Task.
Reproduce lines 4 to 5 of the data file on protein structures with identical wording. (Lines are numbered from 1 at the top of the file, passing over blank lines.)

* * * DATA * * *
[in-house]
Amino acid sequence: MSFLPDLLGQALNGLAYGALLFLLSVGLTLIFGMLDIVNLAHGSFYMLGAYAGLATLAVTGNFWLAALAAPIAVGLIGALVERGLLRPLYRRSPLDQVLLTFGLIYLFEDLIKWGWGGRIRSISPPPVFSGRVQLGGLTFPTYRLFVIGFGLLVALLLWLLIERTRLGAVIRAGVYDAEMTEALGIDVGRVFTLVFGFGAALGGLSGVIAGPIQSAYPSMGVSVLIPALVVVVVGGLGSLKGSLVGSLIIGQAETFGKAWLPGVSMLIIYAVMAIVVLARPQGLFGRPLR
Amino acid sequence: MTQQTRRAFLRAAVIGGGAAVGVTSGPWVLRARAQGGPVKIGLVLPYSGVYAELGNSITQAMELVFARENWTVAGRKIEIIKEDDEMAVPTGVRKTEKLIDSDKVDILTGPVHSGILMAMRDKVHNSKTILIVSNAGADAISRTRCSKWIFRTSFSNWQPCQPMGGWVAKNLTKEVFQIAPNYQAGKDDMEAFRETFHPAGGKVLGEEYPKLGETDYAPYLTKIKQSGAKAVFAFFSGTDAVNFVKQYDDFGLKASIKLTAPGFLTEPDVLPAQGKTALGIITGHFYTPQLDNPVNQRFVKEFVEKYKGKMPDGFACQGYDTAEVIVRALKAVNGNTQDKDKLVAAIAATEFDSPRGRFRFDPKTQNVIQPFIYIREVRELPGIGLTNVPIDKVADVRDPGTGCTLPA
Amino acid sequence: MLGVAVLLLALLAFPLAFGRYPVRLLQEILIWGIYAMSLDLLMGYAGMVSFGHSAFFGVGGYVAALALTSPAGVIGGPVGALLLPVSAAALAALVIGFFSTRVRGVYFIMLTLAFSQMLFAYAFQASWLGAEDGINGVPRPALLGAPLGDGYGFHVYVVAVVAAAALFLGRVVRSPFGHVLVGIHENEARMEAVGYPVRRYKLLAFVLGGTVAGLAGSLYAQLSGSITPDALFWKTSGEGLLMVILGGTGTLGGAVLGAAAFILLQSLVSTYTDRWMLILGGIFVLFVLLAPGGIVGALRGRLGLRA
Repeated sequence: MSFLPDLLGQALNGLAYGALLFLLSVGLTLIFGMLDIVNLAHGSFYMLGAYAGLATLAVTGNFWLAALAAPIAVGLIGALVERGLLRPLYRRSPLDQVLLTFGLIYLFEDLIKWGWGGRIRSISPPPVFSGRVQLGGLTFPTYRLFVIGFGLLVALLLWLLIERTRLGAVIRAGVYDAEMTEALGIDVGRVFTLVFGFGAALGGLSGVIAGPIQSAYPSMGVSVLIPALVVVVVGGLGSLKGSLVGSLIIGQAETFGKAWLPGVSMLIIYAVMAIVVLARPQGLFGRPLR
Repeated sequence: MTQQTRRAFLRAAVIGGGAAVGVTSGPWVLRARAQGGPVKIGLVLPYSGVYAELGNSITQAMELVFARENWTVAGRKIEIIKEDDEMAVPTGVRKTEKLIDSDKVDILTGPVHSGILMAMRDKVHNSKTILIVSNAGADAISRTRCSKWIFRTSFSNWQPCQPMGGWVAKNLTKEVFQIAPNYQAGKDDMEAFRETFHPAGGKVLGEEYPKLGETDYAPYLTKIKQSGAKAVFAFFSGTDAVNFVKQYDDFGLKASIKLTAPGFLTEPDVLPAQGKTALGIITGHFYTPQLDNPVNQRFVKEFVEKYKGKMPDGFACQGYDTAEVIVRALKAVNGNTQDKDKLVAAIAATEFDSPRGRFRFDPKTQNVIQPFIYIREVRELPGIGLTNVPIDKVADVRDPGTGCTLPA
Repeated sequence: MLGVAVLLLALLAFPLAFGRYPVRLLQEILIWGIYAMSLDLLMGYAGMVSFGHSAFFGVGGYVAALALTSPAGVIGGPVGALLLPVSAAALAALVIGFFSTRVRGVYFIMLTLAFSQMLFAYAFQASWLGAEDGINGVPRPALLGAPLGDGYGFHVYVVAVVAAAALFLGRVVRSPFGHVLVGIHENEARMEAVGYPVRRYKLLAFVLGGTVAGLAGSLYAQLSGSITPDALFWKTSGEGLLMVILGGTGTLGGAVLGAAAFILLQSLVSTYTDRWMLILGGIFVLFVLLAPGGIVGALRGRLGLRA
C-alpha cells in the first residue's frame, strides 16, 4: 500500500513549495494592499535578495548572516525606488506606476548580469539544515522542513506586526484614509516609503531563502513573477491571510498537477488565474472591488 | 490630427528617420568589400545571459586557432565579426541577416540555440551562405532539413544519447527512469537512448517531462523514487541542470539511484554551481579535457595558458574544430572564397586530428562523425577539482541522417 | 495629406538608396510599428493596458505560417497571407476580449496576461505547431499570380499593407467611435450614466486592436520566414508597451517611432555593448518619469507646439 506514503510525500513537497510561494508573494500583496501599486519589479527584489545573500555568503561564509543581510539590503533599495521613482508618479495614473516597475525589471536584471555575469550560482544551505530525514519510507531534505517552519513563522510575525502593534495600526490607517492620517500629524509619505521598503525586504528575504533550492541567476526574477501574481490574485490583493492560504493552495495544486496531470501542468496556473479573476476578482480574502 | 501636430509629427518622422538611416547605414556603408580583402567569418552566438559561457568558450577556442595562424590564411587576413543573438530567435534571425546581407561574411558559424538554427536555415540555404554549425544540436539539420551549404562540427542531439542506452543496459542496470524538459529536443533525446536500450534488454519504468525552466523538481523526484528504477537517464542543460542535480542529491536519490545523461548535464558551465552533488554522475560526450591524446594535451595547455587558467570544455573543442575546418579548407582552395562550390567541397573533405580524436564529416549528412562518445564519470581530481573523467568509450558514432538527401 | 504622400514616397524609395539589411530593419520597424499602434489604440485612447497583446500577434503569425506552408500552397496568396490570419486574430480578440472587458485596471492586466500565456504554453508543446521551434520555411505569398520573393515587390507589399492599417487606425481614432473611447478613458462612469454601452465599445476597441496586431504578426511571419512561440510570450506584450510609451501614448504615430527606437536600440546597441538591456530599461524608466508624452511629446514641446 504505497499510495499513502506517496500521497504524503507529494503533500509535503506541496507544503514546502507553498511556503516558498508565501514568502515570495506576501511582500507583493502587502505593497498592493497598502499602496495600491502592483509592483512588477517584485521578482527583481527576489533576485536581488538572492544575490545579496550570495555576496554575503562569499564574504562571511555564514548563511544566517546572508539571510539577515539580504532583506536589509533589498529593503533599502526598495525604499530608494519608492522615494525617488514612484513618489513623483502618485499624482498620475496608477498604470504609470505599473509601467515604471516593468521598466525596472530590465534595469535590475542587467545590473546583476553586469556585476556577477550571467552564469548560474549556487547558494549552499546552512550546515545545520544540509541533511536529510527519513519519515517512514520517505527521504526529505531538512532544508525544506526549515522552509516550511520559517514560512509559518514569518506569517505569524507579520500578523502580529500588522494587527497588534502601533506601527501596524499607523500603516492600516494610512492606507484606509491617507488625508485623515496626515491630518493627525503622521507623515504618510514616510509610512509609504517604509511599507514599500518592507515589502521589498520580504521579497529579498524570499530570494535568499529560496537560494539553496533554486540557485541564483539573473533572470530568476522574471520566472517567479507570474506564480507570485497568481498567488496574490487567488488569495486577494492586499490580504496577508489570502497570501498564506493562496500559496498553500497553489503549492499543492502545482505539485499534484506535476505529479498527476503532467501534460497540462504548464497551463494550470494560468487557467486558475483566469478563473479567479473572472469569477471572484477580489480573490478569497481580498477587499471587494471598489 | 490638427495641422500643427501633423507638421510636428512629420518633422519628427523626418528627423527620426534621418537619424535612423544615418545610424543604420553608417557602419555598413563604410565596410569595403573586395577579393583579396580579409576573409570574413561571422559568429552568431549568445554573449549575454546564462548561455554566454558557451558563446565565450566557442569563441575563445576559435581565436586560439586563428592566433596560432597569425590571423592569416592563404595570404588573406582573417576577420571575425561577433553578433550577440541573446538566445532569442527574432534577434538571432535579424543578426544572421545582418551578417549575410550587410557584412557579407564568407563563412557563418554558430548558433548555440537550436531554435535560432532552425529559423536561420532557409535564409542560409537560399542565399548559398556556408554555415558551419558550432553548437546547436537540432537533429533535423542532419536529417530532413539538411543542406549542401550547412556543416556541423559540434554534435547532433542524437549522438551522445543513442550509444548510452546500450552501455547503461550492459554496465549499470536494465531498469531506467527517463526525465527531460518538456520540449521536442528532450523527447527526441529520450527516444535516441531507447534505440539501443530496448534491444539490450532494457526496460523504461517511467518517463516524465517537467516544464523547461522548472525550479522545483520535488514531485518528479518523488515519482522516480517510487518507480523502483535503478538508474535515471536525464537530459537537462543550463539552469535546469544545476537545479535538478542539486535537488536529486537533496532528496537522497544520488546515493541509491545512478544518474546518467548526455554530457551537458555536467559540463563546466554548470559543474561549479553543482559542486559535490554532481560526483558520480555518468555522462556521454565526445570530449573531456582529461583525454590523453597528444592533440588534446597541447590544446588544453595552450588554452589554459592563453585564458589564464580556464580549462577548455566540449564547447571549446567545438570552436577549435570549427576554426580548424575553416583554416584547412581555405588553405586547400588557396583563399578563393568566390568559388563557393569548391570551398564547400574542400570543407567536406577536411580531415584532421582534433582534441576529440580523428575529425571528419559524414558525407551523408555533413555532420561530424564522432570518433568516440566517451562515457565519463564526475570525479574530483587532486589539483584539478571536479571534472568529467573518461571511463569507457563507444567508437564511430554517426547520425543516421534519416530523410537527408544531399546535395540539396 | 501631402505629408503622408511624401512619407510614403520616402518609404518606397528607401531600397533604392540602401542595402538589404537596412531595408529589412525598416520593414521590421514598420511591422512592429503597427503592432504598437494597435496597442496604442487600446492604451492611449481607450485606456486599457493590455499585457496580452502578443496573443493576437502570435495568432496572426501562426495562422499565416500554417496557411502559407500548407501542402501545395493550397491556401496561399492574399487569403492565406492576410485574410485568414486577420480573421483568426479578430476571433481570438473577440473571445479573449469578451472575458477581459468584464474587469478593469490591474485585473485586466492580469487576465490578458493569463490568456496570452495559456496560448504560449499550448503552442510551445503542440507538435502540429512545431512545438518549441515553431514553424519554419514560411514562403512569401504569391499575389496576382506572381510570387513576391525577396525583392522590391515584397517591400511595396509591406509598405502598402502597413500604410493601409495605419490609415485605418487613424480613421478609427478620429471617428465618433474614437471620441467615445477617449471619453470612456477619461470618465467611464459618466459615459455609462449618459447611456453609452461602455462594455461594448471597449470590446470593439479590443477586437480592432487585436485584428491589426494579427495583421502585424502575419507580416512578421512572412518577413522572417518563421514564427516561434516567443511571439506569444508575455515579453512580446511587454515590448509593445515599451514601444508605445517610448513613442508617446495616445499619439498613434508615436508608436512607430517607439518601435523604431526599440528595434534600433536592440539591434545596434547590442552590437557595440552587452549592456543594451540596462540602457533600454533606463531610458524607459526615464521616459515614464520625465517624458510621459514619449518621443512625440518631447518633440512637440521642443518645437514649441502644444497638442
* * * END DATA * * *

Amino acid sequence: MLGVAVLLLALLAFPLAFGRYPVRLLQEILIWGIYAMSLDLLMGYAGMVSFGHSAFFGVGGYVAALALTSPAGVIGGPVGALLLPVSAAALAALVIGFFSTRVRGVYFIMLTLAFSQMLFAYAFQASWLGAEDGINGVPRPALLGAPLGDGYGFHVYVVAVVAAAALFLGRVVRSPFGHVLVGIHENEARMEAVGYPVRRYKLLAFVLGGTVAGLAGSLYAQLSGSITPDALFWKTSGEGLLMVILGGTGTLGGAVLGAAAFILLQSLVSTYTDRWMLILGGIFVLFVLLAPGGIVGALRGRLGLRA
Repeated sequence: MSFLPDLLGQALNGLAYGALLFLLSVGLTLIFGMLDIVNLAHGSFYMLGAYAGLATLAVTGNFWLAALAAPIAVGLIGALVERGLLRPLYRRSPLDQVLLTFGLIYLFEDLIKWGWGGRIRSISPPPVFSGRVQLGGLTFPTYRLFVIGFGLLVALLLWLLIERTRLGAVIRAGVYDAEMTEALGIDVGRVFTLVFGFGAALGGLSGVIAGPIQSAYPSMGVSVLIPALVVVVVGGLGSLKGSLVGSLIIGQAETFGKAWLPGVSMLIIYAVMAIVVLARPQGLFGRPLR